Chef’s Story : P is for Parsnip

Mark Taylor, Head Chef at Karma St. Martin’s resort, regales us with a delicious pan-seared scallops recipe to wow your guests at your next dinner party. 

Parsnips (Pastinaca Sativa) and their close relations carrots, are part of the Apiaceae family. In this part of the world, they are usually picked after the first winter frost when they are sweeter in taste but they can be grown year-round.  A native to Eurasia, cultivated since Roman times, parsnips are an extremely versatile root vegetable.

“I’m using parsnips to accompany a dish that I have long used on my menus. It’s a continually evolving recipe and here’s the latest rendition. This is a beautifully presented dish that can be presented in many ways – and will wow guests at your next dinner party.

Pan Seared Scallops – Curried parsnip purée – Pomegranate

I usually work on a ratio of 3 scallops per person for a starter – 6 as main but it really depends on how generous you are feeling. Scallops cook incredibly well as they have a subtle sweetness, similar to lobster. This alongside the curried, earthy and natural sweetness of the parsnip purée, and the texture of the crisp skins and the tart pomegranate makes this well-rounded and balanced in flavour.

Scallop meat – try to find king scallops, as the queenies are usually a lot smaller. But I’ll let you be the judge of that.


  1. First step is to peel and core the parsnips – the longer they stay in the ground the harder and more woody the core becomes. This step may not be needed if using early season parsnips but can be remembered for a later date.
    Do not discard the peelings – we will use them for a crispy garnish that adds extra texture to the dish.
    Once peeled, chop to an equal size, place in a saucepan and cover with the double cream. Enough to just about cover the parsnips but not so they are swimming. Add the spices, the picked thyme and crushed garlic cloves and cook on a medium heat until the parsnips become soft. Meanwhile place the pomegranate juice and the redcurrant jelly in a saucepan and reduce by two thirds. The glaze should cover and hold on the back of a spoon.
  2. When soft, strain the parsnip pieces through a sieve but retain the spiced cream. We will use it for the purée to ensure we get the right consistency, a bit like Goldilocks.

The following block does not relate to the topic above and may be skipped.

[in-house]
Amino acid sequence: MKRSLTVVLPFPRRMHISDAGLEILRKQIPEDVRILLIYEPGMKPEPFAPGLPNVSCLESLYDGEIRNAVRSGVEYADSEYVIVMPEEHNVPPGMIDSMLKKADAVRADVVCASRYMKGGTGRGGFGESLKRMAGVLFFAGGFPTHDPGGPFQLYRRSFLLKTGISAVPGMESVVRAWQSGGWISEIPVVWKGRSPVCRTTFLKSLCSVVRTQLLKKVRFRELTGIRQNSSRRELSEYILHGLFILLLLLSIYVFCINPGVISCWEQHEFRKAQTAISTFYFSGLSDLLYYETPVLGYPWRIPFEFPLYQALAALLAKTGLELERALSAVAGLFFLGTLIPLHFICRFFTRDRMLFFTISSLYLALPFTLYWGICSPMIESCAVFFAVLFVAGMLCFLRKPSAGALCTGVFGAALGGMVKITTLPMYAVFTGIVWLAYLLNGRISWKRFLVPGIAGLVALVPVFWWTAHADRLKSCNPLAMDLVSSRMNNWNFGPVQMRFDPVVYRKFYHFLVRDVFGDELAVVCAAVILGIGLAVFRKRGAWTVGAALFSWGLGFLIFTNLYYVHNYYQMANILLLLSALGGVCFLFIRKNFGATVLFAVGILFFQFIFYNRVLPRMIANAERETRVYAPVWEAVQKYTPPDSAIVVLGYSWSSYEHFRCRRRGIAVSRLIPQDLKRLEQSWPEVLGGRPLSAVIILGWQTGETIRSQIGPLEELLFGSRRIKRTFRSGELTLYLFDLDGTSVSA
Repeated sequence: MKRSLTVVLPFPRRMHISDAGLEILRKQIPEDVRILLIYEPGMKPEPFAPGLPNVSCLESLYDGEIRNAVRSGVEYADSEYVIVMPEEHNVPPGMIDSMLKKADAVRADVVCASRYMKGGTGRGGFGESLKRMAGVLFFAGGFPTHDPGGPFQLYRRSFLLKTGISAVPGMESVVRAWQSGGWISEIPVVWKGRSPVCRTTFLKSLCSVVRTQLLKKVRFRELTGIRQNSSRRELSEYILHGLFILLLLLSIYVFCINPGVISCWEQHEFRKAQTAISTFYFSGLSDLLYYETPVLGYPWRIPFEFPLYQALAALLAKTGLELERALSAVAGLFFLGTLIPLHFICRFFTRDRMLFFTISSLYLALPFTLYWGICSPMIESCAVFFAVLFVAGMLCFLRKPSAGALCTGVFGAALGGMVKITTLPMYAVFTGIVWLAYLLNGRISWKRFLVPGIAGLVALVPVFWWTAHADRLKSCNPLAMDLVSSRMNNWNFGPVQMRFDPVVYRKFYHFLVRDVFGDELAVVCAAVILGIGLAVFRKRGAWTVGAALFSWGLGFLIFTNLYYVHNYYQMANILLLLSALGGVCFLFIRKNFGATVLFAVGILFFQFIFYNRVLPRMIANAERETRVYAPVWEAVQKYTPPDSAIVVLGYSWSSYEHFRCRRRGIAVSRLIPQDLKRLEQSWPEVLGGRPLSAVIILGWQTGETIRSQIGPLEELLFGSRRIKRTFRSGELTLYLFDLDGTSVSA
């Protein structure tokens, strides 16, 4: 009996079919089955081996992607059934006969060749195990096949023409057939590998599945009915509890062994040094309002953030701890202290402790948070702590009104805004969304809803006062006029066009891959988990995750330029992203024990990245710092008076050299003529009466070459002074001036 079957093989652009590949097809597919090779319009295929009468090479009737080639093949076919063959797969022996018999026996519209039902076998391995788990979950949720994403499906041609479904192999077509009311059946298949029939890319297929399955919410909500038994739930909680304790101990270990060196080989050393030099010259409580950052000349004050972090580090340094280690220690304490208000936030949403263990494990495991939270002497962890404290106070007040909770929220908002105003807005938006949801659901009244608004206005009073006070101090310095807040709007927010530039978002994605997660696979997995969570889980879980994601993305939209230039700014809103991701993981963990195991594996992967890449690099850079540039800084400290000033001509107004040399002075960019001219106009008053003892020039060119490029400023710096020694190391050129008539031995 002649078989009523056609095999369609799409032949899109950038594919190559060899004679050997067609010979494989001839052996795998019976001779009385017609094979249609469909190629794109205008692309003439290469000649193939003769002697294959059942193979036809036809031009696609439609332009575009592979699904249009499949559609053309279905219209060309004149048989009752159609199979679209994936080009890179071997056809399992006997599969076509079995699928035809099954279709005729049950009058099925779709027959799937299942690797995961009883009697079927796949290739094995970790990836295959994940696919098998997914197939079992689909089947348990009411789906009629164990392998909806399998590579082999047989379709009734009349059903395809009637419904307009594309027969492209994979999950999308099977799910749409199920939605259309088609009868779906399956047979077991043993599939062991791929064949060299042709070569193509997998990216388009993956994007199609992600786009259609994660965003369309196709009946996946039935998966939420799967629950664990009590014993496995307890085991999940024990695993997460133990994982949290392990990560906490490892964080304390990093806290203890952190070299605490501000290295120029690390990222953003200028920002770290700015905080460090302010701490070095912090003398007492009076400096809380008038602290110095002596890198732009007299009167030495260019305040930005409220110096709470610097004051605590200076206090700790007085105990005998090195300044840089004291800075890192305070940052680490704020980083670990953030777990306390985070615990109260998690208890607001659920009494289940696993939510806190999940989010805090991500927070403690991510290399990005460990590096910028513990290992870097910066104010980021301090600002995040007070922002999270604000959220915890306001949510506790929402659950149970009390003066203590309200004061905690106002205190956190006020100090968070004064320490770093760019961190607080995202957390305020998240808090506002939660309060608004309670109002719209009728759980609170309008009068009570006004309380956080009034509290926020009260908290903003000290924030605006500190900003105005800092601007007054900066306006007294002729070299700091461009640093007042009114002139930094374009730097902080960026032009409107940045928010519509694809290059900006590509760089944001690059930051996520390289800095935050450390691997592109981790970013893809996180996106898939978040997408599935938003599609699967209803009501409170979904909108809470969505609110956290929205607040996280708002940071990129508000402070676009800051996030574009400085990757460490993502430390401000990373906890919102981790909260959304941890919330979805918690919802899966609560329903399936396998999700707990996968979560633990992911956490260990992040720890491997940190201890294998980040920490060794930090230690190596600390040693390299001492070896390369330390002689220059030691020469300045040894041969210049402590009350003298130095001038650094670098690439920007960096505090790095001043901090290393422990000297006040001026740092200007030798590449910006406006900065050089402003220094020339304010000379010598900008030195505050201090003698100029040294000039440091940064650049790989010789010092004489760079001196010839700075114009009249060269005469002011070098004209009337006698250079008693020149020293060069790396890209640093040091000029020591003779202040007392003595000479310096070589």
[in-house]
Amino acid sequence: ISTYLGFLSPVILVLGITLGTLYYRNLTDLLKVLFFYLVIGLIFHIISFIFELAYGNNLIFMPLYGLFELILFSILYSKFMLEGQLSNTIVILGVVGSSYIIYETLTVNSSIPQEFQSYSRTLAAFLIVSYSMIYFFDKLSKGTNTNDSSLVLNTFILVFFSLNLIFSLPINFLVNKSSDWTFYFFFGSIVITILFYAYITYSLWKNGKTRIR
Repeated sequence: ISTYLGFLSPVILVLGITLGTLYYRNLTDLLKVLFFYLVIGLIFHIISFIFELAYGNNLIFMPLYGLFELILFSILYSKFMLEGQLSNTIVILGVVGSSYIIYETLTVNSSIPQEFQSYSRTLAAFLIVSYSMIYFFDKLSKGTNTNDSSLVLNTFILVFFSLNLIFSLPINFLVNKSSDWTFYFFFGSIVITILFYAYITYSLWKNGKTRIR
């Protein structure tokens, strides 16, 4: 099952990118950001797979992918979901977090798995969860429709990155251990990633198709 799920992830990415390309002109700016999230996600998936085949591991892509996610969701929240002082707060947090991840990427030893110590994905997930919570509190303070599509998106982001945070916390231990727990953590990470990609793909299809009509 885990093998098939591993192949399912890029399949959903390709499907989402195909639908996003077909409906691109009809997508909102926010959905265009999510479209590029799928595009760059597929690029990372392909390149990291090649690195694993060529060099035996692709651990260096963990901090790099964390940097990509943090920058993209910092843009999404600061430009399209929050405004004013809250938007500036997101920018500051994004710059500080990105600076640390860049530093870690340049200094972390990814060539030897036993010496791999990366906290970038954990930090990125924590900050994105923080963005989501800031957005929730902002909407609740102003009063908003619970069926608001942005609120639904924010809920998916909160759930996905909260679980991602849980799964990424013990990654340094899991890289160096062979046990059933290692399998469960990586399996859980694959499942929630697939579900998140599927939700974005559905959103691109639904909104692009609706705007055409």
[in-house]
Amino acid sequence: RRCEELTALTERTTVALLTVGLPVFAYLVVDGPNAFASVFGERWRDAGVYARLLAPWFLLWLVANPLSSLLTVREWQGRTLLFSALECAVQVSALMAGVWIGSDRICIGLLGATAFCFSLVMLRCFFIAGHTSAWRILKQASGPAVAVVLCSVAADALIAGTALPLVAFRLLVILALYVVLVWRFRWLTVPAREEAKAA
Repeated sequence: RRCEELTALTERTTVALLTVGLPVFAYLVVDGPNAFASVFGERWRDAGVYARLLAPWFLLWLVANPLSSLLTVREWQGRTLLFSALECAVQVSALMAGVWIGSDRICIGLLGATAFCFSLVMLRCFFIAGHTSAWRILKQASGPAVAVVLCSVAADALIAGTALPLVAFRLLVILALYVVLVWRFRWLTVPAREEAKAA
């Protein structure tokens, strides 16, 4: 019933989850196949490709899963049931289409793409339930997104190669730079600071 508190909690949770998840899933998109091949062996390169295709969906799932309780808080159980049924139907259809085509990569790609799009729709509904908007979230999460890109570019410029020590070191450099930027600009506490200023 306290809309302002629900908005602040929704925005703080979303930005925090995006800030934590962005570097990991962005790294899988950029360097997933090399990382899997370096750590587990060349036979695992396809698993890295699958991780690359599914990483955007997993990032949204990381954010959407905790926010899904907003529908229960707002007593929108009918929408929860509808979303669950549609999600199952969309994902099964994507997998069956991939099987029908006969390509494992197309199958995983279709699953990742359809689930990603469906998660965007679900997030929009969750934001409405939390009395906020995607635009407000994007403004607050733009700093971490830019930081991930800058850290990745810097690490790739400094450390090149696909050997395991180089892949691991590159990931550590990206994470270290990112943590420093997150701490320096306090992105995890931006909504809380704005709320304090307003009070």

Place the parsnips into a food processor or blender and start on a very slow speed, whilst gradually adding the cream, then start increasing the speed. The mixture will start coming together as a puree – the consistency should resemble a really thick but smooth soup. Set the puree aside.
    This step can be done in advance – just reheat the puree before serving along with the pomegranate glaze.
  3. Using a deep fat fryer, or alternatively a saucepan and mesh strainer, gently fry the parsnip skins until they are a slight caramelised colour and crisp to the touch. After removing from the oil allow them to dry on some kitchen towel or a ‘j’ cloth. Lightly season with some sea salt and freshly ground pepper.
  4. Now it’s time for the scallops. Heat a frying pan large enough to fit the scallops – please don’t cramp too many at once as you won’t achieve the desired sear on the scallops. If you don’t have a frying pan big enough, please do in two or three batches.
    This is how I cook all my scallops: I use the pan like a clock face. Allow the pan to get smoking hot and then add a little oil. Season the scallops lightly and place in the pan one at a time starting at 12 o’clock and working around clockwise. I use this method as it allows me to know which scallop went in first – I teach this to all my chefs at Karma St. Martin’s.
    There’s a skill to cooking scallops but I would say they take no longer then 30-45 seconds to achieve the desired colour.  Then flip them and remove from the heat. Whilst the pan is off the heat, add some butter to cool the pan and lemon juice to stop the cooking. Be careful as it will be hot. With a spoon, lightly baste the scallops and transfer them onto a piece of kitchen towel.
  5. Now assemble the dish. Reheat the purée and glaze, if needed, and plate away. I have attached a picture of how I have presented this dish in the past.

On this note, I would love to see what you guys come up with so feel free to send In your photos

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